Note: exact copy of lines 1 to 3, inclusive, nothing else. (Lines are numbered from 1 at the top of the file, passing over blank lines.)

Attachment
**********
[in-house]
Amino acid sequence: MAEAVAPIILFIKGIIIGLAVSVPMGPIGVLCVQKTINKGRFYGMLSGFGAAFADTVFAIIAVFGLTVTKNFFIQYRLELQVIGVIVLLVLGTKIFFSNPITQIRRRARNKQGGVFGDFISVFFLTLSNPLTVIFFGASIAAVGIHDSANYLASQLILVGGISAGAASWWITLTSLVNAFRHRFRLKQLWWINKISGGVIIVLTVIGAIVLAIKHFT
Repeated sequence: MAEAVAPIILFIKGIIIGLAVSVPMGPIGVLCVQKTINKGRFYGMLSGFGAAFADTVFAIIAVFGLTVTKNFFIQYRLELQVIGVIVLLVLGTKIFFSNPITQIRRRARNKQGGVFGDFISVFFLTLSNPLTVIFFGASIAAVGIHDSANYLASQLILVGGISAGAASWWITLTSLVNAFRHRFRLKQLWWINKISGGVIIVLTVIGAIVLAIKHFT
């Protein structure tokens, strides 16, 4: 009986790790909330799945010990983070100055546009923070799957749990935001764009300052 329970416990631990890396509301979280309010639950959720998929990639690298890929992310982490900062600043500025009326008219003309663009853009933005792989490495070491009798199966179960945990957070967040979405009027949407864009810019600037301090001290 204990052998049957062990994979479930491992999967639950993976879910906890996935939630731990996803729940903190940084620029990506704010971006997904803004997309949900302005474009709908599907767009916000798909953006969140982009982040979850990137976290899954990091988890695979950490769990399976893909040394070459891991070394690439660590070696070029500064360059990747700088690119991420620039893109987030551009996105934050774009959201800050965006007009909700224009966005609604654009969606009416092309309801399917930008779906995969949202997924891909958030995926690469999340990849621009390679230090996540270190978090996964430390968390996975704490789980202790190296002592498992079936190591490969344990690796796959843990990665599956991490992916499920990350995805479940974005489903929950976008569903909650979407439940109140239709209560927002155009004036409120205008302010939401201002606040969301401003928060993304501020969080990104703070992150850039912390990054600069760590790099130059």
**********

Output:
[in-house]
Amino acid sequence: MAEAVAPIILFIKGIIIGLAVSVPMGPIGVLCVQKTINKGRFYGMLSGFGAAFADTVFAIIAVFGLTVTKNFFIQYRLELQVIGVIVLLVLGTKIFFSNPITQIRRRARNKQGGVFGDFISVFFLTLSNPLTVIFFGASIAAVGIHDSANYLASQLILVGGISAGAASWWITLTSLVNAFRHRFRLKQLWWINKISGGVIIVLTVIGAIVLAIKHFT
Repeated sequence: MAEAVAPIILFIKGIIIGLAVSVPMGPIGVLCVQKTINKGRFYGMLSGFGAAFADTVFAIIAVFGLTVTKNFFIQYRLELQVIGVIVLLVLGTKIFFSNPITQIRRRARNKQGGVFGDFISVFFLTLSNPLTVIFFGASIAAVGIHDSANYLASQLILVGGISAGAASWWITLTSLVNAFRHRFRLKQLWWINKISGGVIIVLTVIGAIVLAIKHFT